Thank you so much, Laurie Alice, for sharing your story. You can find her at her website or her blog, Seize the Chance.
Continued from Part One:
Then tragedy struck. My best friend found out she had four months to live. She told me to go back to writing, to pursue that dream and not let that lousy agent stop me. My friend believed in me. Several other life-changing events occurred, too, and I found myself with a renewed relationship with the Lord, glad my secular stuff had gone nowhere, joined ACFW (American Christian Fiction Writers), and, by a pure miracle of the Lord, got an agent who believed in me.
I had done my research on her. She was new, so no former clients, but also that meant she was hungry. No, she didn’t have great contacts in the industry, but she was outgoing and warm and had a desire to succeed. She was also a writer, so knew people in the business. She was also working with an experienced agent. Frankly, I felt that I had nothing to lose at this point.
Ten years after that first agent told me I couldn’t write and my idea was terrible, I sold that terrible idea to Avalon Books. Family Guardian won the National Readers’ Choice Award for Best Regency the year it came out. And since then, I have sold twelve more books. Why? Yes, I suppose I have some talent and ability, and I also have an agent who believes in me, encourages me, sticks with me, tells me when something won’t work, but also tells me when something does. And an agent who always submits what she says she will.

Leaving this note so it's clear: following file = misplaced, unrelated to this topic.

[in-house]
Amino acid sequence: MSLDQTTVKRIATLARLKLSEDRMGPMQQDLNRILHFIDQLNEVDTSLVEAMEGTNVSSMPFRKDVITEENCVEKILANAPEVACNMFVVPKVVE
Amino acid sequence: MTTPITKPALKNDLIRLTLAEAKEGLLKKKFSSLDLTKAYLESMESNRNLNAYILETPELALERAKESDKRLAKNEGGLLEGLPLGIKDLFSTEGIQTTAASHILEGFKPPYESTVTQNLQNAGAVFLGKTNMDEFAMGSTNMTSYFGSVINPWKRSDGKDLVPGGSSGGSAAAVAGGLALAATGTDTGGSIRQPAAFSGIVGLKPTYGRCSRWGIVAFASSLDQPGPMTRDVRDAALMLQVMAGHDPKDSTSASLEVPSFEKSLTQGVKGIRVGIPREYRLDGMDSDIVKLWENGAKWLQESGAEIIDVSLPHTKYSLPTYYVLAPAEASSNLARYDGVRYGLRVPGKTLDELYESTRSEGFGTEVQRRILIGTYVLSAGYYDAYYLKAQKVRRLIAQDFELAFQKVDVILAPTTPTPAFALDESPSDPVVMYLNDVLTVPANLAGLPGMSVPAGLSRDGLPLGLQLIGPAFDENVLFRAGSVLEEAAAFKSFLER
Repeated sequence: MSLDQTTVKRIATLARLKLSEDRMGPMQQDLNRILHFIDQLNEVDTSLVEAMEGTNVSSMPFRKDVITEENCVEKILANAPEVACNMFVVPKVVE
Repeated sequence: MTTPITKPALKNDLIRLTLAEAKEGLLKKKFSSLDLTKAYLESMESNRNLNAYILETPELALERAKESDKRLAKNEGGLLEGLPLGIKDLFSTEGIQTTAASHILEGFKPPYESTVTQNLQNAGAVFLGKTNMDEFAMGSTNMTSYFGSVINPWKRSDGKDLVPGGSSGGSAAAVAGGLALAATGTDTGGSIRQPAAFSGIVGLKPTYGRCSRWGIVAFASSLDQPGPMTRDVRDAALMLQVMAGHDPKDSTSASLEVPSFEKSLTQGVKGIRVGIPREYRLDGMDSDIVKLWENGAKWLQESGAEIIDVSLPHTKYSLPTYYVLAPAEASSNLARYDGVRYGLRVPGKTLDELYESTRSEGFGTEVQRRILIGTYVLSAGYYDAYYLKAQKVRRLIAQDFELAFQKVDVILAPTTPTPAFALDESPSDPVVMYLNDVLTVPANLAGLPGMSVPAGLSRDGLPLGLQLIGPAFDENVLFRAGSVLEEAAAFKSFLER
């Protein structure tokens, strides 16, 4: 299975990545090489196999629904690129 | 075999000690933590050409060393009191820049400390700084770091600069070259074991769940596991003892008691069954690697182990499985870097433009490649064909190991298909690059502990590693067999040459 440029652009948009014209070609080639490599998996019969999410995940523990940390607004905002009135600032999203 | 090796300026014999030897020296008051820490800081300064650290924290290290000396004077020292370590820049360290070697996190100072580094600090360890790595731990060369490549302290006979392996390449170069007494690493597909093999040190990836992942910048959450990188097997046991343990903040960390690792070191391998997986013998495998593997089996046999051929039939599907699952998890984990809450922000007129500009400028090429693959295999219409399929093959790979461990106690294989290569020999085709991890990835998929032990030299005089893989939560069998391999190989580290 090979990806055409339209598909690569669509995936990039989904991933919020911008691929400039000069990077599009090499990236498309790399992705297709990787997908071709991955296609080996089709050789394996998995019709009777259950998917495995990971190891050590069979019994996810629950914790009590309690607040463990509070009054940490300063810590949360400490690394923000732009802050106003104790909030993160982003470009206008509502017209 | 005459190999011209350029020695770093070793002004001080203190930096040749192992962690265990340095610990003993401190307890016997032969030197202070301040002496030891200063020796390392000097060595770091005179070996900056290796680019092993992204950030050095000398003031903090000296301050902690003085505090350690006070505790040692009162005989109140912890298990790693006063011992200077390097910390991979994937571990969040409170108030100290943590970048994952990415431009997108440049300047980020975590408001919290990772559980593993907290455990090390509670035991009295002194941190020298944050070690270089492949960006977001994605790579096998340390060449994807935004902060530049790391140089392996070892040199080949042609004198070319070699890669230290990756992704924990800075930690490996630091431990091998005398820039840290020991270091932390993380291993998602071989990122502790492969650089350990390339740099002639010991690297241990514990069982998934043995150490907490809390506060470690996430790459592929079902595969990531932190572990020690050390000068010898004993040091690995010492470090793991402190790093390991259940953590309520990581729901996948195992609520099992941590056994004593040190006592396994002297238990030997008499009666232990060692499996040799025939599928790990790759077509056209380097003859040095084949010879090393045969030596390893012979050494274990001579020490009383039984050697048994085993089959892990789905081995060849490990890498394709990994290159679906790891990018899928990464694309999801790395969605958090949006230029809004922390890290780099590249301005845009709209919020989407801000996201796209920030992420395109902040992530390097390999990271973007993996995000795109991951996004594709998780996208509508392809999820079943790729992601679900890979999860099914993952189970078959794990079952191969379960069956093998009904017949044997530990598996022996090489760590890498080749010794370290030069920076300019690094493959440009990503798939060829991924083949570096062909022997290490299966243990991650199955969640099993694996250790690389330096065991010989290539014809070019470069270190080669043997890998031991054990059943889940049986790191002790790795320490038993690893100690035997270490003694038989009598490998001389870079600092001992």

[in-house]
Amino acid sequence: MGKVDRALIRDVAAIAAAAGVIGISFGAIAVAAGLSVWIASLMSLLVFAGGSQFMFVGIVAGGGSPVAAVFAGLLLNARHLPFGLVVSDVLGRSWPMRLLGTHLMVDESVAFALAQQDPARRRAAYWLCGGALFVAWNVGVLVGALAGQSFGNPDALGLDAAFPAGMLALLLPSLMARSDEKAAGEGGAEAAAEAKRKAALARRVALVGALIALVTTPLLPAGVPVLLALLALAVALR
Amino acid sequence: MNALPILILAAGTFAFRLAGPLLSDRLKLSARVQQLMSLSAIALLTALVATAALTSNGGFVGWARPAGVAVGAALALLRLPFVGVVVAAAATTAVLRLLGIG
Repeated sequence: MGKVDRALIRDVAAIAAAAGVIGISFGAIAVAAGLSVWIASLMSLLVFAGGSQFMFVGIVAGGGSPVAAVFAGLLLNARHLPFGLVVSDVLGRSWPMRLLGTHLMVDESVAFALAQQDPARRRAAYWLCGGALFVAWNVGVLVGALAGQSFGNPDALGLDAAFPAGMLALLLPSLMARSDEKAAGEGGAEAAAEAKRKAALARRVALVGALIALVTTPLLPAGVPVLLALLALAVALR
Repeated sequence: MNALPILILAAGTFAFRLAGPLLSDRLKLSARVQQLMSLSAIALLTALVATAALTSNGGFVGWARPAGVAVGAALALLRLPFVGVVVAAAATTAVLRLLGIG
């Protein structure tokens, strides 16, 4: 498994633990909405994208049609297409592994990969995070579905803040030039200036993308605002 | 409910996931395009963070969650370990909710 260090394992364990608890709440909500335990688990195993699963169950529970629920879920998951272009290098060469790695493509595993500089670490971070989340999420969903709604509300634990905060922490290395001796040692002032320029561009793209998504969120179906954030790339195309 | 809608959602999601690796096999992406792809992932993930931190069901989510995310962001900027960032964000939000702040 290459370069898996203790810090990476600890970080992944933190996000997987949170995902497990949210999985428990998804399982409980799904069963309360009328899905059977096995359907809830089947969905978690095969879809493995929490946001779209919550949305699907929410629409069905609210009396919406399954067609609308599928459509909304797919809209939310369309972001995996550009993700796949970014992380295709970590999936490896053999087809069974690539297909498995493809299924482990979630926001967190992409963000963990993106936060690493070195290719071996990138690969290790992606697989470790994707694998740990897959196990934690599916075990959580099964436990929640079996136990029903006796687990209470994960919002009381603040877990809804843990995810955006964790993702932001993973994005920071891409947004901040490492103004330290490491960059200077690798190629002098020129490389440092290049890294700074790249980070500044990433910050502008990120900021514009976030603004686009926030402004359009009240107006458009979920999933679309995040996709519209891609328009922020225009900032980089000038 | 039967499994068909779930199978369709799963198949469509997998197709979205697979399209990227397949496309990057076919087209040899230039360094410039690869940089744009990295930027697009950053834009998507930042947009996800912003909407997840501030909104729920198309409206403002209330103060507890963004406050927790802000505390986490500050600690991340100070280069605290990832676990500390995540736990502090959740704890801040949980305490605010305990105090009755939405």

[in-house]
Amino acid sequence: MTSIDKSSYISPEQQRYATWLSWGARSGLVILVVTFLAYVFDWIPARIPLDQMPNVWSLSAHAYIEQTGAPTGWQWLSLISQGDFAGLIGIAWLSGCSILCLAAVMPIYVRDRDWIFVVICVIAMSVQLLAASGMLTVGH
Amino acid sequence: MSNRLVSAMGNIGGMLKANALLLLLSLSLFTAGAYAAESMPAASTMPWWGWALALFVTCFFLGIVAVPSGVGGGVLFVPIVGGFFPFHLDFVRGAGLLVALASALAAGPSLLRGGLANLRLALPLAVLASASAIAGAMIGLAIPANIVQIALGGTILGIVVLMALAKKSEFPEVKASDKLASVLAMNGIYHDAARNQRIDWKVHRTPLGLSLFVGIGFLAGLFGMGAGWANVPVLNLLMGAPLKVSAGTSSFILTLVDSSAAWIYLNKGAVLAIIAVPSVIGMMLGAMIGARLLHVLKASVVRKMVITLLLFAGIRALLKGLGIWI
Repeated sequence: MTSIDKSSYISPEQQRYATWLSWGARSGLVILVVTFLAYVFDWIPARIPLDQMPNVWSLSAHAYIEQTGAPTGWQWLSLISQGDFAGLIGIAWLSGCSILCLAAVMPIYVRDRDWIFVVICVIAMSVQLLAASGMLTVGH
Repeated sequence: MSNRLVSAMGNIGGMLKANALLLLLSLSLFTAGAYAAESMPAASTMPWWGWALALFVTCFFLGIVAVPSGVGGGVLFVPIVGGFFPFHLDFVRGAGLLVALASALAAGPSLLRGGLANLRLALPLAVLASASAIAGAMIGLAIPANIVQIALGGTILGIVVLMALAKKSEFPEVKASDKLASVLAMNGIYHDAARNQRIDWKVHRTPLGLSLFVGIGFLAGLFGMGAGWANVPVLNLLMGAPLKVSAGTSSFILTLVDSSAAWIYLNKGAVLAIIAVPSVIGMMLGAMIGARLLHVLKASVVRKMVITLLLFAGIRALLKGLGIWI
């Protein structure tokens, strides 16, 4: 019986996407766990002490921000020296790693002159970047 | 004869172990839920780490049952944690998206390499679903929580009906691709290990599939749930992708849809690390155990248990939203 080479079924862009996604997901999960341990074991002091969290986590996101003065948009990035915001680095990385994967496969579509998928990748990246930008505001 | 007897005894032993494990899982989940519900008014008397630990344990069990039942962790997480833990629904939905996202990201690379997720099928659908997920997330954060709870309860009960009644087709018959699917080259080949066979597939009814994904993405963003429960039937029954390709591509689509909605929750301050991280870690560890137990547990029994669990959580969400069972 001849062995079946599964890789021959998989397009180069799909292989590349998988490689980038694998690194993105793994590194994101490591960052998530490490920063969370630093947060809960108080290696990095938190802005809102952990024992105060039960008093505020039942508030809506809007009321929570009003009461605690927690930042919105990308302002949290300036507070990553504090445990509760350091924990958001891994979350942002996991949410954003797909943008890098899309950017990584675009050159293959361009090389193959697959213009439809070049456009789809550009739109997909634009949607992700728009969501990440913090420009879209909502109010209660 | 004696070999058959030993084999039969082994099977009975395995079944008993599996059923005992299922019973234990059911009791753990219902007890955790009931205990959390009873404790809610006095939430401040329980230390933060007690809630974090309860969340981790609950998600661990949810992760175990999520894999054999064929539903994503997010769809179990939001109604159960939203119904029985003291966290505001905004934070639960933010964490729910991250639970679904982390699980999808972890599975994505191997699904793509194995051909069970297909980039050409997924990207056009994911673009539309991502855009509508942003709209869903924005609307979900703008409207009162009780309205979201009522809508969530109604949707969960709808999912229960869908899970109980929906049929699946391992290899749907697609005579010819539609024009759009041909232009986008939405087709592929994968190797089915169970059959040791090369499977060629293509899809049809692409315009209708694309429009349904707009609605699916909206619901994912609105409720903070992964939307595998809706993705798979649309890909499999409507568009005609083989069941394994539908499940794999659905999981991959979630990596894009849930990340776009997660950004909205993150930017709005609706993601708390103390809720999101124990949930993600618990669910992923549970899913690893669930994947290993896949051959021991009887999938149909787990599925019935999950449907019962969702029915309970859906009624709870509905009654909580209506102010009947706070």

These are the minimal points you should expect from your agent. Not all will hold your hand. If you want that, then seek one who will. If you want one who just submits and doesn’t care if your dog died and your heart is broken, so long as you meet your deadline, then make sure you know that ahead of time, too. I tend to need some encouragement, someone to call me up and say, Hello, look at that award on your desk when you think you can’t write. Look at those books with your name on the spine. This isn’t for everyone and not every agent will do this for you either. I have a friend whose agent gets her good deals, then disappears. I would hate that. Well, I’d like the deals, but I don’t want my agent to disappear.
Your agent should be honest with you about your work, but should also encourage you. She (or he) should keep you up on the market and pay attention to whom she is selling. If she’s never sold to publishing house X, she may not have a connection there or like the stuff those editors do, so she’s not a good fit.
Whole books are written on this subject, so I’m just summarizing as best I can. Feel free to ask questions in the comments, and I’ll do my best to answer them.